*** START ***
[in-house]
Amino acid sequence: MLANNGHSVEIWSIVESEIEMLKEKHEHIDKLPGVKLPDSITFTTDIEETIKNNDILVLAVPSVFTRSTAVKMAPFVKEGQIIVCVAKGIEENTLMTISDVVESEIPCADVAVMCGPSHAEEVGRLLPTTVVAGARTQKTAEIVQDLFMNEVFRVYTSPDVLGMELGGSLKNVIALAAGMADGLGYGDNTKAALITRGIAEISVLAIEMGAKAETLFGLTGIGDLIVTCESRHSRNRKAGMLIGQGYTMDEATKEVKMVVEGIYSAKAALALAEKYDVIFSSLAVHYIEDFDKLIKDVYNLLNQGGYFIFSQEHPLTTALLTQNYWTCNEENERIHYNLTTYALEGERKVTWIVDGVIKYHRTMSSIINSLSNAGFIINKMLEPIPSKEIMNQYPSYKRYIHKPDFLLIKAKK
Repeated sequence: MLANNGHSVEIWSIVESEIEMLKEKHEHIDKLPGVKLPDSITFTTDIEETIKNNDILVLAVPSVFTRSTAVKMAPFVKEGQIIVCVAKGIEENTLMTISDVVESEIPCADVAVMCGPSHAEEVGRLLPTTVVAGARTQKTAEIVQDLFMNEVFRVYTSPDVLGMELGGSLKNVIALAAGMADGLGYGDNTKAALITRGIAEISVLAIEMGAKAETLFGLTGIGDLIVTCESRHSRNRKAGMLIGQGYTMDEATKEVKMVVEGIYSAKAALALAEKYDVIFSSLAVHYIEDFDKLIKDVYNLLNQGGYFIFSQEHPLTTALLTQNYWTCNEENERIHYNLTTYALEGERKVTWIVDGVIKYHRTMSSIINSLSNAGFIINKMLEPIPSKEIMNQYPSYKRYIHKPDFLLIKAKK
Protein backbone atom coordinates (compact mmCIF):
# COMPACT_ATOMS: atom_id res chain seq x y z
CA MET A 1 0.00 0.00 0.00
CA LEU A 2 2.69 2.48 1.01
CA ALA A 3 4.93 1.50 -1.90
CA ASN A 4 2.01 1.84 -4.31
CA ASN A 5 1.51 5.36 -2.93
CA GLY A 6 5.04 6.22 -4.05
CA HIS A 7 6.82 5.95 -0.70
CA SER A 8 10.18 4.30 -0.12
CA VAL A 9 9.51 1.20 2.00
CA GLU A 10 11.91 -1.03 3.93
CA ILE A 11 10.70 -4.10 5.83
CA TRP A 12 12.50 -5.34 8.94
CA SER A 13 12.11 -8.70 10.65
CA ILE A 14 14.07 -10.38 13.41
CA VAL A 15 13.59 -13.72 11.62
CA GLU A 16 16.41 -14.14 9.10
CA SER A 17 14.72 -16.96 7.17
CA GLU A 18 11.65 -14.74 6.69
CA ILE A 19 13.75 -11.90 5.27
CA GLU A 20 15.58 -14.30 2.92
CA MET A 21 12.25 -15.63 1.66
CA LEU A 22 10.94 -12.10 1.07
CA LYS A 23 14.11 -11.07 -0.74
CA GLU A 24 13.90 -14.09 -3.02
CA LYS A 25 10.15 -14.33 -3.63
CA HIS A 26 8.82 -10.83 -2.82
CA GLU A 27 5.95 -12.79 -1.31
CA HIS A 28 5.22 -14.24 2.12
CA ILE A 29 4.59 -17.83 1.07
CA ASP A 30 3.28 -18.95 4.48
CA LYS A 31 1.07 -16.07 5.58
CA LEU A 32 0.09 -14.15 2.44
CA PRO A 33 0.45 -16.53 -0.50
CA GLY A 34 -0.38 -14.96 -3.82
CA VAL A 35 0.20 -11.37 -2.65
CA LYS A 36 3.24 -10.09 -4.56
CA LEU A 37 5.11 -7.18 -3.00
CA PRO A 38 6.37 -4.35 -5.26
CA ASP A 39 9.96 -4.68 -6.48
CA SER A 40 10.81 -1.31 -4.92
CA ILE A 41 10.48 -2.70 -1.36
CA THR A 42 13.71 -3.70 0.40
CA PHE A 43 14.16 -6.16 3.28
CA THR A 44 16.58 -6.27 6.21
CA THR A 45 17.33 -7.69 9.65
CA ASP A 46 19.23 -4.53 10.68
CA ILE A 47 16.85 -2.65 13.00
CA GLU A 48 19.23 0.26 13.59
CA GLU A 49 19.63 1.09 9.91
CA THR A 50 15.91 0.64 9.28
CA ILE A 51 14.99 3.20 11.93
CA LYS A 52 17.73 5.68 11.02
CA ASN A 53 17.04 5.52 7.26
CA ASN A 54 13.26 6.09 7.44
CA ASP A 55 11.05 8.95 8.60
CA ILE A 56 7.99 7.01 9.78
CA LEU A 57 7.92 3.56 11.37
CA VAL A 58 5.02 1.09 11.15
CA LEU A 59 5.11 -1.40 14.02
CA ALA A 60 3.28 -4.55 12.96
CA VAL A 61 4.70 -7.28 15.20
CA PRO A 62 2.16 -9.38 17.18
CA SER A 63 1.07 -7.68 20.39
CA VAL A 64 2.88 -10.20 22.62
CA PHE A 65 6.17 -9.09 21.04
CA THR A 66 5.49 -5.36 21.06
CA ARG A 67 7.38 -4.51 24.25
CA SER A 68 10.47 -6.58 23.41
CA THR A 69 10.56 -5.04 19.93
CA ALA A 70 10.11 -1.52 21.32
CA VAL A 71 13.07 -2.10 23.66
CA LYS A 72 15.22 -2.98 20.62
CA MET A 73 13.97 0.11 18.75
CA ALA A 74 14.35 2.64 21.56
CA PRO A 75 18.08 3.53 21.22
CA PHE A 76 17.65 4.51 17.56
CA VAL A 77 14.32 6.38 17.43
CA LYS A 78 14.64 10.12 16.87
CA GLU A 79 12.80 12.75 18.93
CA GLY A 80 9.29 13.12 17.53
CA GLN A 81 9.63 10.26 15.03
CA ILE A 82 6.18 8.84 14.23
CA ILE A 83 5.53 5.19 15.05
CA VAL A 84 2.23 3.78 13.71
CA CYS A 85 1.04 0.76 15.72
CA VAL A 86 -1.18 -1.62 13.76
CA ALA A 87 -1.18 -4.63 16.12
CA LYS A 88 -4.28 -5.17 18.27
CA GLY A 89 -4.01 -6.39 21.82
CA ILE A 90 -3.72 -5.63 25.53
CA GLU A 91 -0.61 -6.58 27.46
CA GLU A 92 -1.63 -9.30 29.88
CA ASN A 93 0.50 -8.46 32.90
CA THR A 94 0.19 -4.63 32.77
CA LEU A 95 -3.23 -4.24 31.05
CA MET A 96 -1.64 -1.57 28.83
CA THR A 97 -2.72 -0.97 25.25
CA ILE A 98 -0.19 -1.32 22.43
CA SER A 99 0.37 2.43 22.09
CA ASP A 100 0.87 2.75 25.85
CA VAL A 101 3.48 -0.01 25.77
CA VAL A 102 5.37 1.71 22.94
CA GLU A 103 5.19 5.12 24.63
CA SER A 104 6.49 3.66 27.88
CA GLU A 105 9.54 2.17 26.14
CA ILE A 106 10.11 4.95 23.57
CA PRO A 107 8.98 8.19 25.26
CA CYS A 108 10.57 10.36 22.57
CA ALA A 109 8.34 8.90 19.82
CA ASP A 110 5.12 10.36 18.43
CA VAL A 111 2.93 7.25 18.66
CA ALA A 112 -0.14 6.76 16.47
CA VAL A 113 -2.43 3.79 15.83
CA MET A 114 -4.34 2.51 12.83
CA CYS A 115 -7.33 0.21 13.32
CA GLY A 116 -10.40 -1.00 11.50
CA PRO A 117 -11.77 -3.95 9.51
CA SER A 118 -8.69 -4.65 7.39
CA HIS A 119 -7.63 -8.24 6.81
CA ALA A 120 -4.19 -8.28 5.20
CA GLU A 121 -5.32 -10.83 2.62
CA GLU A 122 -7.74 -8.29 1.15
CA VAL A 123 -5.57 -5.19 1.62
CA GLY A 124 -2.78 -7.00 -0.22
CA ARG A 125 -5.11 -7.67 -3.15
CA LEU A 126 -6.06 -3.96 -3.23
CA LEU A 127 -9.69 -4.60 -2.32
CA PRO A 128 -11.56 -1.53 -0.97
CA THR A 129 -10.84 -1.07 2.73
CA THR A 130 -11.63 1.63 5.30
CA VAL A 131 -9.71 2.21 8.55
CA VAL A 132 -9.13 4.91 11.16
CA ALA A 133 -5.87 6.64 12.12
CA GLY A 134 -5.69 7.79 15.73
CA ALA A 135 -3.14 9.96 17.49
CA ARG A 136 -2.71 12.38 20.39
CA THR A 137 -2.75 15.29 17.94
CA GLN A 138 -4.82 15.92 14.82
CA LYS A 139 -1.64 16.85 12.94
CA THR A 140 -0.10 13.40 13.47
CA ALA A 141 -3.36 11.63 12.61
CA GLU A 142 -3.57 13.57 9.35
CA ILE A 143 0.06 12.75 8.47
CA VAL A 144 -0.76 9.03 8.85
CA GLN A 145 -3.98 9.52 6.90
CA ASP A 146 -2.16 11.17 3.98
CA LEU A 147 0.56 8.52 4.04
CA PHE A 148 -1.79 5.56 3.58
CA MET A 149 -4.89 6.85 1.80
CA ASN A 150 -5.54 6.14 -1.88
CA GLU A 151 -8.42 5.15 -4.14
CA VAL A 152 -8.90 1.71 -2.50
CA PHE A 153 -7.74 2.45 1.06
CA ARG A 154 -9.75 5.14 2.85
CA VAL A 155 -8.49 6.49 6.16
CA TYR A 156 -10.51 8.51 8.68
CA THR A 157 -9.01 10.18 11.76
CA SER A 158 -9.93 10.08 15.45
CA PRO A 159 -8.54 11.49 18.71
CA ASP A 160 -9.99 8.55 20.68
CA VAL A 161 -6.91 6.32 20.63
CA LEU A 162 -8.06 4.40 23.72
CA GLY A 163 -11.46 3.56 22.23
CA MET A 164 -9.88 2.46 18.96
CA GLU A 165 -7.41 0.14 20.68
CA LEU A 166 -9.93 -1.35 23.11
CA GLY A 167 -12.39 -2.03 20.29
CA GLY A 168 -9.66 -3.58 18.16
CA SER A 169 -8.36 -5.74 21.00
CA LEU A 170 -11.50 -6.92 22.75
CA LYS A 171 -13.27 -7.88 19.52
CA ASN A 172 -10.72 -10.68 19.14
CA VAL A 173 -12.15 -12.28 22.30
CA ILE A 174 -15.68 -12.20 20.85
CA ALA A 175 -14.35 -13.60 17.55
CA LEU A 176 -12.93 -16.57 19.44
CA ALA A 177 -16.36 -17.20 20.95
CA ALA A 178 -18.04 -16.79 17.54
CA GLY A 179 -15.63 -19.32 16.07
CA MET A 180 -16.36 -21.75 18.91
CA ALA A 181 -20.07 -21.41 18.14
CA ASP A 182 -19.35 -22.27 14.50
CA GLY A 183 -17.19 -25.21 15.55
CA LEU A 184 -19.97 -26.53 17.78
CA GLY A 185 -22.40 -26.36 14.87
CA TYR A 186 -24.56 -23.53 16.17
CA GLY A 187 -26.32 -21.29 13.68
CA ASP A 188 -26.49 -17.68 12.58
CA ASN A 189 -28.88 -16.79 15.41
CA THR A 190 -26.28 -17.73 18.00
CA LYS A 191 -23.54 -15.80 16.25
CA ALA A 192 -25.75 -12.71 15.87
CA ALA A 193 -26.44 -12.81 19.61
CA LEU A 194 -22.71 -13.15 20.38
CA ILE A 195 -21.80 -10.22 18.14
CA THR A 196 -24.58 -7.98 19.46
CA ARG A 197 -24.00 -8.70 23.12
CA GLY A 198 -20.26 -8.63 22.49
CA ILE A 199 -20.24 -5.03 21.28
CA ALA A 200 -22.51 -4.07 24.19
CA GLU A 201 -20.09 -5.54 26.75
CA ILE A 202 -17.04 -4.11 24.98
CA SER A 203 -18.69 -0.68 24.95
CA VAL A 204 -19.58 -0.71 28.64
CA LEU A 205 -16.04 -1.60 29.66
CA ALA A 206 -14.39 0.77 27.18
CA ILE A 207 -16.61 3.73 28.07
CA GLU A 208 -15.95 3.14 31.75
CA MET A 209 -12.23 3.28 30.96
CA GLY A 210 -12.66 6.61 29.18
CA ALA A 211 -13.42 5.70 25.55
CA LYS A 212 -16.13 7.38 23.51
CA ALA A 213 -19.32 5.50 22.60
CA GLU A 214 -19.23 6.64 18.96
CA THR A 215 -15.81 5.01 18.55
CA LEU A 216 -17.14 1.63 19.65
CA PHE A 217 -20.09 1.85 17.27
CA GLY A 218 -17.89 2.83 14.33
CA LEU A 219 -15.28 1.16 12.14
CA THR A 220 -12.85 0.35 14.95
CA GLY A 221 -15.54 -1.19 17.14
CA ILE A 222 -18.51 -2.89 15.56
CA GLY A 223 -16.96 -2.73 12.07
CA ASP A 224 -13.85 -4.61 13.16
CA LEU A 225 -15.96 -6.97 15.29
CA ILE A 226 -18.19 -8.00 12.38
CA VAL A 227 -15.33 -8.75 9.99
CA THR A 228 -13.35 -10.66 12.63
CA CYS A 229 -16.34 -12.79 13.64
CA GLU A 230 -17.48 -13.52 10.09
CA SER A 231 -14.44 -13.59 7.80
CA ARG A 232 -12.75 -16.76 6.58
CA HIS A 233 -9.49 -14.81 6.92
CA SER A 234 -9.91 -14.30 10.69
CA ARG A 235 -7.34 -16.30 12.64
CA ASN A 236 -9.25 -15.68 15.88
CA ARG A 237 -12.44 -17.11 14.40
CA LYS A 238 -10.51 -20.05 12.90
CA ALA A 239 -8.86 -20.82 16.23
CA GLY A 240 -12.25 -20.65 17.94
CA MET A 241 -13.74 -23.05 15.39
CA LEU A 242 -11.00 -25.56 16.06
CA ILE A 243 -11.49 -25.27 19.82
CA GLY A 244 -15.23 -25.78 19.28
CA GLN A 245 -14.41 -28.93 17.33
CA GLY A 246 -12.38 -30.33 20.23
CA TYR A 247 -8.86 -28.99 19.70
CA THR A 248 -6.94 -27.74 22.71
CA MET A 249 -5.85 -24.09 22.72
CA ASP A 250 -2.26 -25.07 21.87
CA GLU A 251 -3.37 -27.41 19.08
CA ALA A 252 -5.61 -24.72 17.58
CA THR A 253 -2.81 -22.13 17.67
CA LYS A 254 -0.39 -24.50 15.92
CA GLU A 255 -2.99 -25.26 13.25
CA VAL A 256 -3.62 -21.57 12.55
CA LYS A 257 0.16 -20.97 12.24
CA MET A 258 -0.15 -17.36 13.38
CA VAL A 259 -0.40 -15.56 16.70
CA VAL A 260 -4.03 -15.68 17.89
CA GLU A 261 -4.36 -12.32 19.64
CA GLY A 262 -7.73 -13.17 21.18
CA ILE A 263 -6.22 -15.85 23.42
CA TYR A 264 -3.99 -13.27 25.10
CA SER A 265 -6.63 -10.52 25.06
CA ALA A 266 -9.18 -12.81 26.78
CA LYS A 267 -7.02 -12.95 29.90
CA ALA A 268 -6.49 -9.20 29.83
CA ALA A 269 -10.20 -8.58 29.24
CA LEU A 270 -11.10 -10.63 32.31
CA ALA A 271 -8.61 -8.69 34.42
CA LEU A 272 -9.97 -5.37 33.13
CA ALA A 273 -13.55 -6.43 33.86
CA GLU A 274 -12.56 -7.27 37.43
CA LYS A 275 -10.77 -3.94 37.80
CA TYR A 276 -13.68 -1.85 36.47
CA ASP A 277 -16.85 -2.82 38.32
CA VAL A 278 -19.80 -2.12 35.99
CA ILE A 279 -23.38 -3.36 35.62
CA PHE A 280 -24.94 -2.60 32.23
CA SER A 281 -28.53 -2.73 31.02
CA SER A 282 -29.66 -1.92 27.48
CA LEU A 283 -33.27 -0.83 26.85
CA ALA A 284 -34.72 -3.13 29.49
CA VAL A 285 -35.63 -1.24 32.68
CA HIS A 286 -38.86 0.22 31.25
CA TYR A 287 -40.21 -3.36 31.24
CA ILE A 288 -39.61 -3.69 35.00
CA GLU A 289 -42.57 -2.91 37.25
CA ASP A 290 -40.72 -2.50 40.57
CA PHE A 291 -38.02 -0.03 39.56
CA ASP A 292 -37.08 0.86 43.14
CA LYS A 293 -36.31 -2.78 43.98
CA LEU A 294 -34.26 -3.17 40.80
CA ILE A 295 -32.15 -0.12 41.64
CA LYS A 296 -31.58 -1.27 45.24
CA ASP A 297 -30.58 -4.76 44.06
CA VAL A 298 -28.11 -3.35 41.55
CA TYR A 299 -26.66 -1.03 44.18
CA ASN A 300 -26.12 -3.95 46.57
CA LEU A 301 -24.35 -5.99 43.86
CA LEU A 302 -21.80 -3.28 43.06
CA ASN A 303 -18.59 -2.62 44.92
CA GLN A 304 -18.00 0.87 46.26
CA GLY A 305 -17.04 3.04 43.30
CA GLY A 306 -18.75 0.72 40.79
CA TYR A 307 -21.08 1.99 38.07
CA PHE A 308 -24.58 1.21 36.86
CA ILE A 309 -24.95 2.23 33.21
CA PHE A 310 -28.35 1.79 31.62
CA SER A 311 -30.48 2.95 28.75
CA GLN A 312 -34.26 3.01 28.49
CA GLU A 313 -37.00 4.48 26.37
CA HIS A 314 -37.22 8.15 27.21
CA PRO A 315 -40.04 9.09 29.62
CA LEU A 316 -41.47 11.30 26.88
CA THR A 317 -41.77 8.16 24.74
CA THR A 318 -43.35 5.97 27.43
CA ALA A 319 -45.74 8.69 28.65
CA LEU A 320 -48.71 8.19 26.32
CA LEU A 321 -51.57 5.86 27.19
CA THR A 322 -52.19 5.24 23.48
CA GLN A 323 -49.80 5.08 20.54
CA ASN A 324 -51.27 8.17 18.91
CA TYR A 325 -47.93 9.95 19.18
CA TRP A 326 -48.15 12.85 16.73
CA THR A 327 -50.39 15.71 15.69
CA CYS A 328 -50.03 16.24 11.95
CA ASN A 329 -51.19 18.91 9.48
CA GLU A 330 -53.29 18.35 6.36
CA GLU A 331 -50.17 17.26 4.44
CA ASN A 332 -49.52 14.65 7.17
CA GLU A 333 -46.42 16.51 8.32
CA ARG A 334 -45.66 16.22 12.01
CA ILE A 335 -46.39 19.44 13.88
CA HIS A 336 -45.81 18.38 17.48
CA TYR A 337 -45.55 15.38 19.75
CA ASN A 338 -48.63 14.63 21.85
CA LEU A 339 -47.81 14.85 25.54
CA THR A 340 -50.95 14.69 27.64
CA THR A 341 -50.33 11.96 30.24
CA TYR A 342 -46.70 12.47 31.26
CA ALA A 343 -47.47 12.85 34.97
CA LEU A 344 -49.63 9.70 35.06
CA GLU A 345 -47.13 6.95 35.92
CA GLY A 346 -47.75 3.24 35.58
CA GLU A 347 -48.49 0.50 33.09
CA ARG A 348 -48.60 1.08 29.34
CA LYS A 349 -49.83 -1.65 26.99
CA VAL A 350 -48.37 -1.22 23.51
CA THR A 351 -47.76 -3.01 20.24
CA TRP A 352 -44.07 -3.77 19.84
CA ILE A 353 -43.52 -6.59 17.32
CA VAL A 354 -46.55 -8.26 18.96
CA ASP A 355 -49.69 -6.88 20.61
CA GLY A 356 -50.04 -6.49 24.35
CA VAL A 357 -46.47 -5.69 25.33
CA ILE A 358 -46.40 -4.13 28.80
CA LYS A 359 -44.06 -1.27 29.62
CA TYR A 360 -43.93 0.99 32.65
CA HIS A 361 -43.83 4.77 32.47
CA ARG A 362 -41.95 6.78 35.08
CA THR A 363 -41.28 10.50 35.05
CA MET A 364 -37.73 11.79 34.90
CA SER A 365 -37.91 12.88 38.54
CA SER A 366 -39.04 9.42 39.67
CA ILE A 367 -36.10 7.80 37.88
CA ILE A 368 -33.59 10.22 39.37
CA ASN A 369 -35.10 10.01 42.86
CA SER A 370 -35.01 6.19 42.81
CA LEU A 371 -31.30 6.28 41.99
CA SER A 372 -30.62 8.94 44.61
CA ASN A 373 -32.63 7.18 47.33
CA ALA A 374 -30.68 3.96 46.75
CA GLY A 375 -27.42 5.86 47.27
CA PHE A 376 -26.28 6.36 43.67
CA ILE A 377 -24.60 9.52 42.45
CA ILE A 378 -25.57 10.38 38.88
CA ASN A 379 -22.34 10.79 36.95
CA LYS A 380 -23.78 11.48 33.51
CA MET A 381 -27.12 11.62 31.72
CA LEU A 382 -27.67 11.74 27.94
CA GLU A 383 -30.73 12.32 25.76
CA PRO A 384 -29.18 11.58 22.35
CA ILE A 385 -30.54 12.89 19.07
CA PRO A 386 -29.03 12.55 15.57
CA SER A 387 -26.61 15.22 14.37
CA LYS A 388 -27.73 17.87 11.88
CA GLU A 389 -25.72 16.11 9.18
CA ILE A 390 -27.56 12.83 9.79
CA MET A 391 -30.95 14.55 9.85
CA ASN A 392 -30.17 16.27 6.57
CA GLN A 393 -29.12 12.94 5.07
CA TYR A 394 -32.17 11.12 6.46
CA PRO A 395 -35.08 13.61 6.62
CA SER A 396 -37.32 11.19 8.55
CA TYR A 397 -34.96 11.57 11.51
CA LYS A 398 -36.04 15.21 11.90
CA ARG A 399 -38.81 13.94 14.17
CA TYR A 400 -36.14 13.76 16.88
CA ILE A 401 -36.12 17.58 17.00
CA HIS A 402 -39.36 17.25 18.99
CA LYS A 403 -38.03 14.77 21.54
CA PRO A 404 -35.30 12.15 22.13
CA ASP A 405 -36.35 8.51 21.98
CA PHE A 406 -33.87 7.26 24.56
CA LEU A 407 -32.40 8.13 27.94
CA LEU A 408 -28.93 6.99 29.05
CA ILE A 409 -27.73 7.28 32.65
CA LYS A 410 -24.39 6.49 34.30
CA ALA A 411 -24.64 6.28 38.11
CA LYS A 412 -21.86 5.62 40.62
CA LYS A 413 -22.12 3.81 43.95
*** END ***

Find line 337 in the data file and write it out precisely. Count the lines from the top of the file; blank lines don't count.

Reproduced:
CA ASN A 332 -49.52 14.65 7.17